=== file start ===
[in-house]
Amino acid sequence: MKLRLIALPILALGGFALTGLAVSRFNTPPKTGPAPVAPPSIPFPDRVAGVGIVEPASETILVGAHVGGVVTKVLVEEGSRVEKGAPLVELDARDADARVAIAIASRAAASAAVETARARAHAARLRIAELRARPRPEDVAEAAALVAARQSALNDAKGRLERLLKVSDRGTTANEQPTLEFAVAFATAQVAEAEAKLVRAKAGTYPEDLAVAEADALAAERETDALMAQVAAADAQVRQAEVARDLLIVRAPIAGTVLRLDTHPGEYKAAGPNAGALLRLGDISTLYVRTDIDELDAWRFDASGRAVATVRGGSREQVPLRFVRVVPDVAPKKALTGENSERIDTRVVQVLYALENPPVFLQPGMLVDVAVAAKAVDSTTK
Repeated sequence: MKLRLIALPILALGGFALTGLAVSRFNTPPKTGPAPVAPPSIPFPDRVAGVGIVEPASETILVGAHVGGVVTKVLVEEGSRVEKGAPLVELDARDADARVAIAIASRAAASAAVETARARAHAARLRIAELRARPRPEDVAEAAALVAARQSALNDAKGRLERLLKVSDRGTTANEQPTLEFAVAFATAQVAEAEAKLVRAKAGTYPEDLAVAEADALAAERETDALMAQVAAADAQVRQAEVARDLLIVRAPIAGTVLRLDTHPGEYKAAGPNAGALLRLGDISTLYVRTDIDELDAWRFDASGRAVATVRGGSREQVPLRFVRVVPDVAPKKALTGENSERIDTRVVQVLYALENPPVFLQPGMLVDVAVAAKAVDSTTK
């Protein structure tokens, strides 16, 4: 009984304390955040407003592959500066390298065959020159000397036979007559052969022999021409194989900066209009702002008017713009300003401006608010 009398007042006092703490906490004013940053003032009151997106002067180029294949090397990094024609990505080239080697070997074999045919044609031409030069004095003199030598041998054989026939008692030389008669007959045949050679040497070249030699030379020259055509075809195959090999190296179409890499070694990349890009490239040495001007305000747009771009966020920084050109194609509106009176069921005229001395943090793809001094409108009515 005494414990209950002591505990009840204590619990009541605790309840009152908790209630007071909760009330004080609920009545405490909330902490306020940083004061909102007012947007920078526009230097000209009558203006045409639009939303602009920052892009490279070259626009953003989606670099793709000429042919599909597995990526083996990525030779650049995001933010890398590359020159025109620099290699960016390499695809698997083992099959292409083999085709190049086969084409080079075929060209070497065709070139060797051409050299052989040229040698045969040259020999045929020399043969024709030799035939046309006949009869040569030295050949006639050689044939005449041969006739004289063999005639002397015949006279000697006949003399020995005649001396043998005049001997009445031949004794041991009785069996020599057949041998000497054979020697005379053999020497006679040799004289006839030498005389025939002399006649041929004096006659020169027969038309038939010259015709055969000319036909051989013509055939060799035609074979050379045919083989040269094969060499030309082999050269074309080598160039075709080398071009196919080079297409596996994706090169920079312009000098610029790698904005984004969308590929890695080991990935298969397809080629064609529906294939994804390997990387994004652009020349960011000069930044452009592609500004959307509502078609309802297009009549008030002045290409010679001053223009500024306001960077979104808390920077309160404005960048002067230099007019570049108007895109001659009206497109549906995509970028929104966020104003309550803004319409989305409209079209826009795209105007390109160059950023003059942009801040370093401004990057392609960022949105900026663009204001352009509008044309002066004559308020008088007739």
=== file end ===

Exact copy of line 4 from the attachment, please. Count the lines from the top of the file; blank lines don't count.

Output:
């Protein structure tokens, strides 16, 4: 009984304390955040407003592959500066390298065959020159000397036979007559052969022999021409194989900066209009702002008017713009300003401006608010 009398007042006092703490906490004013940053003032009151997106002067180029294949090397990094024609990505080239080697070997074999045919044609031409030069004095003199030598041998054989026939008692030389008669007959045949050679040497070249030699030379020259055509075809195959090999190296179409890499070694990349890009490239040495001007305000747009771009966020920084050109194609509106009176069921005229001395943090793809001094409108009515 005494414990209950002591505990009840204590619990009541605790309840009152908790209630007071909760009330004080609920009545405490909330902490306020940083004061909102007012947007920078526009230097000209009558203006045409639009939303602009920052892009490279070259626009953003989606670099793709000429042919599909597995990526083996990525030779650049995001933010890398590359020159025109620099290699960016390499695809698997083992099959292409083999085709190049086969084409080079075929060209070497065709070139060797051409050299052989040229040698045969040259020999045929020399043969024709030799035939046309006949009869040569030295050949006639050689044939005449041969006739004289063999005639002397015949006279000697006949003399020995005649001396043998005049001997009445031949004794041991009785069996020599057949041998000497054979020697005379053999020497006679040799004289006839030498005389025939002399006649041929004096006659020169027969038309038939010259015709055969000319036909051989013509055939060799035609074979050379045919083989040269094969060499030309082999050269074309080598160039075709080398071009196919080079297409596996994706090169920079312009000098610029790698904005984004969308590929890695080991990935298969397809080629064609529906294939994804390997990387994004652009020349960011000069930044452009592609500004959307509502078609309802297009009549008030002045290409010679001053223009500024306001960077979104808390920077309160404005960048002067230099007019570049108007895109001659009206497109549906995509970028929104966020104003309550803004319409989305409209079209826009795209105007390109160059950023003059942009801040370093401004990057392609960022949105900026663009204001352009509008044309002066004559308020008088007739």